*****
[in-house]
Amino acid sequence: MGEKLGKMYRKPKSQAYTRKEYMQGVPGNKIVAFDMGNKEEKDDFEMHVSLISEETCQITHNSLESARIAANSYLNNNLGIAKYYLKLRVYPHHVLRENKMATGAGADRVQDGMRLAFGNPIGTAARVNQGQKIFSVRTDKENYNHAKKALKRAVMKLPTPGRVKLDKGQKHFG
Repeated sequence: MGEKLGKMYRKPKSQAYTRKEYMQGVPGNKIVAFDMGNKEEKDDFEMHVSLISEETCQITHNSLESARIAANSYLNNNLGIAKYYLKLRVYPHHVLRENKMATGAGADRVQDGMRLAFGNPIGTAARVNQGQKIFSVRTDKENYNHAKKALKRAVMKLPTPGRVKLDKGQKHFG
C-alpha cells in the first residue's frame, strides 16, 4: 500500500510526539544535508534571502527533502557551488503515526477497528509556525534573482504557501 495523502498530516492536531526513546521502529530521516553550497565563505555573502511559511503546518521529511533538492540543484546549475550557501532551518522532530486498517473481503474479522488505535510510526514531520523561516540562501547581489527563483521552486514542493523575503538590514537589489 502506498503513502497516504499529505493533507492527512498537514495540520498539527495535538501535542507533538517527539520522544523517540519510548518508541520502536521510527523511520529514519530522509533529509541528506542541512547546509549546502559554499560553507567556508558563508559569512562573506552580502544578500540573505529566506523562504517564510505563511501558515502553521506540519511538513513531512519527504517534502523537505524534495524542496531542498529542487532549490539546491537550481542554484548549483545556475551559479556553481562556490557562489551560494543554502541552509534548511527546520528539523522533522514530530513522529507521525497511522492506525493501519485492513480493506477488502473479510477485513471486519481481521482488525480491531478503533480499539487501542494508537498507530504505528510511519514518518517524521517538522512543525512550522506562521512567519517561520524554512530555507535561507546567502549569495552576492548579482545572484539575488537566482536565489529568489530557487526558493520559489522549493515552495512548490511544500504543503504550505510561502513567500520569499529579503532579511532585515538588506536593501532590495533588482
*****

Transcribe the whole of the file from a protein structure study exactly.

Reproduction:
[in-house]
Amino acid sequence: MGEKLGKMYRKPKSQAYTRKEYMQGVPGNKIVAFDMGNKEEKDDFEMHVSLISEETCQITHNSLESARIAANSYLNNNLGIAKYYLKLRVYPHHVLRENKMATGAGADRVQDGMRLAFGNPIGTAARVNQGQKIFSVRTDKENYNHAKKALKRAVMKLPTPGRVKLDKGQKHFG
Repeated sequence: MGEKLGKMYRKPKSQAYTRKEYMQGVPGNKIVAFDMGNKEEKDDFEMHVSLISEETCQITHNSLESARIAANSYLNNNLGIAKYYLKLRVYPHHVLRENKMATGAGADRVQDGMRLAFGNPIGTAARVNQGQKIFSVRTDKENYNHAKKALKRAVMKLPTPGRVKLDKGQKHFG
C-alpha cells in the first residue's frame, strides 16, 4: 500500500510526539544535508534571502527533502557551488503515526477497528509556525534573482504557501 495523502498530516492536531526513546521502529530521516553550497565563505555573502511559511503546518521529511533538492540543484546549475550557501532551518522532530486498517473481503474479522488505535510510526514531520523561516540562501547581489527563483521552486514542493523575503538590514537589489 502506498503513502497516504499529505493533507492527512498537514495540520498539527495535538501535542507533538517527539520522544523517540519510548518508541520502536521510527523511520529514519530522509533529509541528506542541512547546509549546502559554499560553507567556508558563508559569512562573506552580502544578500540573505529566506523562504517564510505563511501558515502553521506540519511538513513531512519527504517534502523537505524534495524542496531542498529542487532549490539546491537550481542554484548549483545556475551559479556553481562556490557562489551560494543554502541552509534548511527546520528539523522533522514530530513522529507521525497511522492506525493501519485492513480493506477488502473479510477485513471486519481481521482488525480491531478503533480499539487501542494508537498507530504505528510511519514518518517524521517538522512543525512550522506562521512567519517561520524554512530555507535561507546567502549569495552576492548579482545572484539575488537566482536565489529568489530557487526558493520559489522549493515552495512548490511544500504543503504550505510561502513567500520569499529579503532579511532585515538588506536593501532590495533588482